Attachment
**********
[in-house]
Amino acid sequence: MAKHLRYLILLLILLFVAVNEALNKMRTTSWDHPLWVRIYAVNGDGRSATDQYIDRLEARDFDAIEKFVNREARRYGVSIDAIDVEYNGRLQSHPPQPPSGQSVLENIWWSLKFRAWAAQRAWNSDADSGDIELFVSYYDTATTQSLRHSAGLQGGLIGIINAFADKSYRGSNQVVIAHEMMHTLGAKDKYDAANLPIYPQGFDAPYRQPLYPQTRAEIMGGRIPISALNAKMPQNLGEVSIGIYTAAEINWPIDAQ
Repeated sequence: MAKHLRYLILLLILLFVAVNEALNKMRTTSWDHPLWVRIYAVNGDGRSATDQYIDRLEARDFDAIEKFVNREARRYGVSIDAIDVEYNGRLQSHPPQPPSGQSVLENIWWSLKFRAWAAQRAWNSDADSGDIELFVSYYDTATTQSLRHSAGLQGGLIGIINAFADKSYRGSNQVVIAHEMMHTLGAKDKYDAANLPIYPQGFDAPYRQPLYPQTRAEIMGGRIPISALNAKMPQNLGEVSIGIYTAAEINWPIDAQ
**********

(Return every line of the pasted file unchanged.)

[in-house]
Amino acid sequence: MAKHLRYLILLLILLFVAVNEALNKMRTTSWDHPLWVRIYAVNGDGRSATDQYIDRLEARDFDAIEKFVNREARRYGVSIDAIDVEYNGRLQSHPPQPPSGQSVLENIWWSLKFRAWAAQRAWNSDADSGDIELFVSYYDTATTQSLRHSAGLQGGLIGIINAFADKSYRGSNQVVIAHEMMHTLGAKDKYDAANLPIYPQGFDAPYRQPLYPQTRAEIMGGRIPISALNAKMPQNLGEVSIGIYTAAEINWPIDAQ
Repeated sequence: MAKHLRYLILLLILLFVAVNEALNKMRTTSWDHPLWVRIYAVNGDGRSATDQYIDRLEARDFDAIEKFVNREARRYGVSIDAIDVEYNGRLQSHPPQPPSGQSVLENIWWSLKFRAWAAQRAWNSDADSGDIELFVSYYDTATTQSLRHSAGLQGGLIGIINAFADKSYRGSNQVVIAHEMMHTLGAKDKYDAANLPIYPQGFDAPYRQPLYPQTRAEIMGGRIPISALNAKMPQNLGEVSIGIYTAAEINWPIDAQ